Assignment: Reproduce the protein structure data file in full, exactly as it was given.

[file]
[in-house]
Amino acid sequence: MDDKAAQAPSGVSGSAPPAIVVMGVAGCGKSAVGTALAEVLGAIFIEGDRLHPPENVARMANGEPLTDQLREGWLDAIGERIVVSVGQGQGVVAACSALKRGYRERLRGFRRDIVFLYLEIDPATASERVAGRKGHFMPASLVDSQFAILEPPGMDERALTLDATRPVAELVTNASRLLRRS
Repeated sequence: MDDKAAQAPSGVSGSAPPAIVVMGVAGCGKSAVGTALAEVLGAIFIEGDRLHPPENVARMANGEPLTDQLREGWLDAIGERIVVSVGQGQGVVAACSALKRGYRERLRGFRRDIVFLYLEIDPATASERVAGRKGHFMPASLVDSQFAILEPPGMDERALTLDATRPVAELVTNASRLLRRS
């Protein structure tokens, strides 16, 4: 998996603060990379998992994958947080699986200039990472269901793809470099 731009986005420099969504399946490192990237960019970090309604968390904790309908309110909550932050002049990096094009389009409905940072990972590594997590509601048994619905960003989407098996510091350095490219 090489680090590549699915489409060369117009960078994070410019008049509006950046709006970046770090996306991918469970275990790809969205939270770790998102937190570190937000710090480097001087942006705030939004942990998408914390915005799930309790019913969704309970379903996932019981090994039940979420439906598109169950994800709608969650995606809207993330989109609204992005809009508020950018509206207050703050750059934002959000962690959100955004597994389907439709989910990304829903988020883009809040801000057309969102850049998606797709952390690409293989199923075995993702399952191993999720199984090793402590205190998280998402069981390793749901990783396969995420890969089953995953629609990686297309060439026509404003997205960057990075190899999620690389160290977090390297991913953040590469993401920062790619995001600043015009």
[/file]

[in-house]
Amino acid sequence: MDDKAAQAPSGVSGSAPPAIVVMGVAGCGKSAVGTALAEVLGAIFIEGDRLHPPENVARMANGEPLTDQLREGWLDAIGERIVVSVGQGQGVVAACSALKRGYRERLRGFRRDIVFLYLEIDPATASERVAGRKGHFMPASLVDSQFAILEPPGMDERALTLDATRPVAELVTNASRLLRRS
Repeated sequence: MDDKAAQAPSGVSGSAPPAIVVMGVAGCGKSAVGTALAEVLGAIFIEGDRLHPPENVARMANGEPLTDQLREGWLDAIGERIVVSVGQGQGVVAACSALKRGYRERLRGFRRDIVFLYLEIDPATASERVAGRKGHFMPASLVDSQFAILEPPGMDERALTLDATRPVAELVTNASRLLRRS
């Protein structure tokens, strides 16, 4: 998996603060990379998992994958947080699986200039990472269901793809470099 731009986005420099969504399946490192990237960019970090309604968390904790309908309110909550932050002049990096094009389009409905940072990972590594997590509601048994619905960003989407098996510091350095490219 090489680090590549699915489409060369117009960078994070410019008049509006950046709006970046770090996306991918469970275990790809969205939270770790998102937190570190937000710090480097001087942006705030939004942990998408914390915005799930309790019913969704309970379903996932019981090994039940979420439906598109169950994800709608969650995606809207993330989109609204992005809009508020950018509206207050703050750059934002959000962690959100955004597994389907439709989910990304829903988020883009809040801000057309969102850049998606797709952390690409293989199923075995993702399952191993999720199984090793402590205190998280998402069981390793749901990783396969995420890969089953995953629609990686297309060439026509404003997205960057990075190899999620690389160290977090390297991913953040590469993401920062790619995001600043015009």